This set up is really convenient.  There's the little tabletop part on the top which is the drawing/crafting surface.  Off to the one side, there's a deep pocket that goes the entire length of the table - this is great for spare construction paper, notebooks, anything you might need.  On the other side of the flat surface, there's a cup holder and a separate little pocket.  We store markers, kiddy-safe scissors, glue sticks, and so on in that smaller pocket.  The cup holder is perfect for a sippy cup, but we also have put a glass of water in there so that she can use watercolors before.  It's really convenient and kids love to hide crap all over the place, so it also makes Pickle feel like she has her own little special cubbies that are just hers.  It was definitely worth the $7 we paid for it.

I have read that some people use this tray in bed or in the car (or a child uses it in the carseat).  It's not incredibly durable, so I'm not sure how well it would work for that - Pickle put a crack in one edge of it by putting a lot of her weight on it (keeping in mind that she weighs less than 40 lbs).  We'll likely be replacing this one in the near future, but it's continued to be usable even with that cracked edge.

The only other minute complaint I might have about this would just be that there is a lip around the edge of the flat area.  If, let's say hypothetically, glitter happens to spill into that little area, it's almost impossible to clean out.  Pickle does occasionally eat snacks at her little tray, as well, so it's also a food trap.  I've dug dried paint and such out, so it's definitely possible, but we have since learned to just put down wax paper before doing any crafts where much of anything can spill.

Pickle loves her little table, and it saves our floor and furniture.  All in all, a pretty solid win for $7.

Friday, May 23, 2014

Pregnancy Items I'd Love to Review

There are lots and lots of items on the market that are designed for use by pregnant women.  But some of the biggest day-to-day problems still aren't addressed.  I would love if someone would invent these products, I would review them in a second:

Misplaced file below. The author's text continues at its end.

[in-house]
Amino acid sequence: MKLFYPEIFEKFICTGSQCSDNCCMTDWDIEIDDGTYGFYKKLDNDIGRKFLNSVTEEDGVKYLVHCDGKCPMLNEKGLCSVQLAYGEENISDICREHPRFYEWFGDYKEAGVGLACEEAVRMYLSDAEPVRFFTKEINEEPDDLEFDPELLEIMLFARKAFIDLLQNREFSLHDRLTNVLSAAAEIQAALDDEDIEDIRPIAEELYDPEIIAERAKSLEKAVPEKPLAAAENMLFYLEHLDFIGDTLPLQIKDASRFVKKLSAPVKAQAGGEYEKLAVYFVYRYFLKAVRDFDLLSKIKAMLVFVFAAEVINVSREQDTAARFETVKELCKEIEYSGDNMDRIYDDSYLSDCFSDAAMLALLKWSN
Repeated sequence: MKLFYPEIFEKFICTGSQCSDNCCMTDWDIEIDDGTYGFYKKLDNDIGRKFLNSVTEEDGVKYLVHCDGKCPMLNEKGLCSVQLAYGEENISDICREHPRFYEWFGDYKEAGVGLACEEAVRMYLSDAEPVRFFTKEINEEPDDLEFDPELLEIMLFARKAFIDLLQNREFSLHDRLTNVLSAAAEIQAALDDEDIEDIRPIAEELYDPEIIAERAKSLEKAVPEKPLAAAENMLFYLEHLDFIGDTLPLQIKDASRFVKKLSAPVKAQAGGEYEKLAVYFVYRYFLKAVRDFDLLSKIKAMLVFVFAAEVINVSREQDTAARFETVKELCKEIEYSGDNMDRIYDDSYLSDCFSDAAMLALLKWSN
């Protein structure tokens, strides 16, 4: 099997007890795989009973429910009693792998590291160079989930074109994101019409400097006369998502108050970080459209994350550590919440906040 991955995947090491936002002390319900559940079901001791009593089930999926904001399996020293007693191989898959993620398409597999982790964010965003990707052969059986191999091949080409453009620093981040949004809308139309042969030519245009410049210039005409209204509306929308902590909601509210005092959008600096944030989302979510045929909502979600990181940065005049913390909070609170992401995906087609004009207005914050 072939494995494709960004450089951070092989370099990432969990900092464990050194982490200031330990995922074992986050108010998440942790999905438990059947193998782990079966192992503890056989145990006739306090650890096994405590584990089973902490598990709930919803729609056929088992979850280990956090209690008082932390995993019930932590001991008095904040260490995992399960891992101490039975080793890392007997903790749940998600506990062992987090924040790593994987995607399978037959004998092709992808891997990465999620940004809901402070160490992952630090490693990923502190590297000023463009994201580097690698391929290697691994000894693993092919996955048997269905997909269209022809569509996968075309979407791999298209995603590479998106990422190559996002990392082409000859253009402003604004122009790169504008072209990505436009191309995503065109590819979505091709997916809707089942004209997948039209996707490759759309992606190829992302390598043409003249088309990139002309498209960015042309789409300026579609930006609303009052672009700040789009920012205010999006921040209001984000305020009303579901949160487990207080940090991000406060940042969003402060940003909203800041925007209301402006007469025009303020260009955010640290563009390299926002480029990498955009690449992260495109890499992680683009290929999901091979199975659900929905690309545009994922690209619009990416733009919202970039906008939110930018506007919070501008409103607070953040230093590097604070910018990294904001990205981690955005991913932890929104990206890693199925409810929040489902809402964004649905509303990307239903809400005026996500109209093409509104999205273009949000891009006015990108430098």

1.  Belly protection - Being pregnant while having an older child in the house is wonderful and magical.  That older child really gets to interact with your growing belly.  However, toddlers/preschoolers are accidentally dangerous.  They don't mean to kick/punch/headbutt your belly, but it happens - and you fear every time that a little tiny person is going to fall out of your uterus.  Pregnancy Kevlar vests or something would be a great idea to wear around the house.

2.  Extend-o arms - I know that there's no way to really make your arms longer, but it would be nice if there were some sort of hook or something that could help you put on socks in the morning, or clip/paint your toenails.  There's a certain point in pregnancy at which you just sort of think, "Eh, flip flops are fine, even if my toenails look like a wild animal's."  

3.  Belly rearview mirror - I'm not sure how else to say it, so I'll just go for it.  After a certain point in pregnancy, personal grooming becomes a guessing game.  Please take this poorly-illustrated cartoon as an example of a pregnant woman's field of vision.  
So clearly drawing hands and faces aren't my thing.
That grey area is the area that a woman can see effectively when she's looking downward.  Anywhere from the belly down pretty much becomes a mystery.  You could be growing a goiter on your upper thigh and have no clue (I know that's not medically possible, but stay with me here).  If there were some way to attach a rearview mirror to a belly belt or something so that you can see what you're shaving, it would certainly make things easier.  I don't know many people who love going to weekly OB appointments with unruly body hair all over their lower half.

4.  Food-o-meter - I think I'm fairly well on-top of what you're not supposed to eat when pregnant.  Anything lunch meat-y, fish with mercury, soft cheeses, caffeine.  Wait, there's also herbal tea, alcohol, raw vegetable sprouts, sushi, and more, you say?  Wouldn't it be nice if there were some little sort of food-tasting device that you could put a little bit of the food in question into, and it would tell you if some sort of baby-harming bacteria or chemical is in it?  I suppose a phone app is probably more practical, but sometimes you are really craving that roast beef sandwich and want to know if "just this once" will hurt things or not.

There are lots and lots more, but these were just the ones that came to my mind based off of my last 24 hours of pregnant existence.  I would give any of these the most positive review ever.